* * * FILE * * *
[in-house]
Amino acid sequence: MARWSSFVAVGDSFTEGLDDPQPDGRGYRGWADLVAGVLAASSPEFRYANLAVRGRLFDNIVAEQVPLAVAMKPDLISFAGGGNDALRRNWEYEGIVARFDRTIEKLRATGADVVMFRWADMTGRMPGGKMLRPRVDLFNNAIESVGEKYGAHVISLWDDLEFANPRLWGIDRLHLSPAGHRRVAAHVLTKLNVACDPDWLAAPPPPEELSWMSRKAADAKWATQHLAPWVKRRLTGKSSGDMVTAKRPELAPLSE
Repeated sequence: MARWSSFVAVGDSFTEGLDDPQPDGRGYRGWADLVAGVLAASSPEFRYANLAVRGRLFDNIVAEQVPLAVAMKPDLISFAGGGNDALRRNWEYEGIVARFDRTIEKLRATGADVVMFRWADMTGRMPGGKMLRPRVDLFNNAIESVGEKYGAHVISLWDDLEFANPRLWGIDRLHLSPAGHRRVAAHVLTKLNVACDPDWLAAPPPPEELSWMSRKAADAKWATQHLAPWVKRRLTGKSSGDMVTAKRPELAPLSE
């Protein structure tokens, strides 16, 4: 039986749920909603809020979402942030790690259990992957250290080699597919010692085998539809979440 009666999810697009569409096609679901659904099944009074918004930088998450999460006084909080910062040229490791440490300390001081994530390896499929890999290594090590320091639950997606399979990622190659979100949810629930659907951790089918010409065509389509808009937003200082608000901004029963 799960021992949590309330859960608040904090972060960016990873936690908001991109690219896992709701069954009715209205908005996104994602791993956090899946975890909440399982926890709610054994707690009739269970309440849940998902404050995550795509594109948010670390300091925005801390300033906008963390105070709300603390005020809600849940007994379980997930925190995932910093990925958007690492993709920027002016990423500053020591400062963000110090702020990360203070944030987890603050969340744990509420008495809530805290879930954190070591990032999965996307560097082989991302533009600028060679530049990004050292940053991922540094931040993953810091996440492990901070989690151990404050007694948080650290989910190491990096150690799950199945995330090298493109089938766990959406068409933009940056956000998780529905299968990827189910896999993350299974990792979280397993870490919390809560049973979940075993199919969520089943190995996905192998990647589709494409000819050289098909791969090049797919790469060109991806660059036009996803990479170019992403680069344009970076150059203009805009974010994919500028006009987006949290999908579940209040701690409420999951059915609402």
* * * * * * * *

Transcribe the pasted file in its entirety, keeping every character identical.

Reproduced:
[in-house]
Amino acid sequence: MARWSSFVAVGDSFTEGLDDPQPDGRGYRGWADLVAGVLAASSPEFRYANLAVRGRLFDNIVAEQVPLAVAMKPDLISFAGGGNDALRRNWEYEGIVARFDRTIEKLRATGADVVMFRWADMTGRMPGGKMLRPRVDLFNNAIESVGEKYGAHVISLWDDLEFANPRLWGIDRLHLSPAGHRRVAAHVLTKLNVACDPDWLAAPPPPEELSWMSRKAADAKWATQHLAPWVKRRLTGKSSGDMVTAKRPELAPLSE
Repeated sequence: MARWSSFVAVGDSFTEGLDDPQPDGRGYRGWADLVAGVLAASSPEFRYANLAVRGRLFDNIVAEQVPLAVAMKPDLISFAGGGNDALRRNWEYEGIVARFDRTIEKLRATGADVVMFRWADMTGRMPGGKMLRPRVDLFNNAIESVGEKYGAHVISLWDDLEFANPRLWGIDRLHLSPAGHRRVAAHVLTKLNVACDPDWLAAPPPPEELSWMSRKAADAKWATQHLAPWVKRRLTGKSSGDMVTAKRPELAPLSE
């Protein structure tokens, strides 16, 4: 039986749920909603809020979402942030790690259990992957250290080699597919010692085998539809979440 009666999810697009569409096609679901659904099944009074918004930088998450999460006084909080910062040229490791440490300390001081994530390896499929890999290594090590320091639950997606399979990622190659979100949810629930659907951790089918010409065509389509808009937003200082608000901004029963 799960021992949590309330859960608040904090972060960016990873936690908001991109690219896992709701069954009715209205908005996104994602791993956090899946975890909440399982926890709610054994707690009739269970309440849940998902404050995550795509594109948010670390300091925005801390300033906008963390105070709300603390005020809600849940007994379980997930925190995932910093990925958007690492993709920027002016990423500053020591400062963000110090702020990360203070944030987890603050969340744990509420008495809530805290879930954190070591990032999965996307560097082989991302533009600028060679530049990004050292940053991922540094931040993953810091996440492990901070989690151990404050007694948080650290989910190491990096150690799950199945995330090298493109089938766990959406068409933009940056956000998780529905299968990827189910896999993350299974990792979280397993870490919390809560049973979940075993199919969520089943190995996905192998990647589709494409000819050289098909791969090049797919790469060109991806660059036009996803990479170019992403680069344009970076150059203009805009974010994919500028006009987006949290999908579940209040701690409420999951059915609402």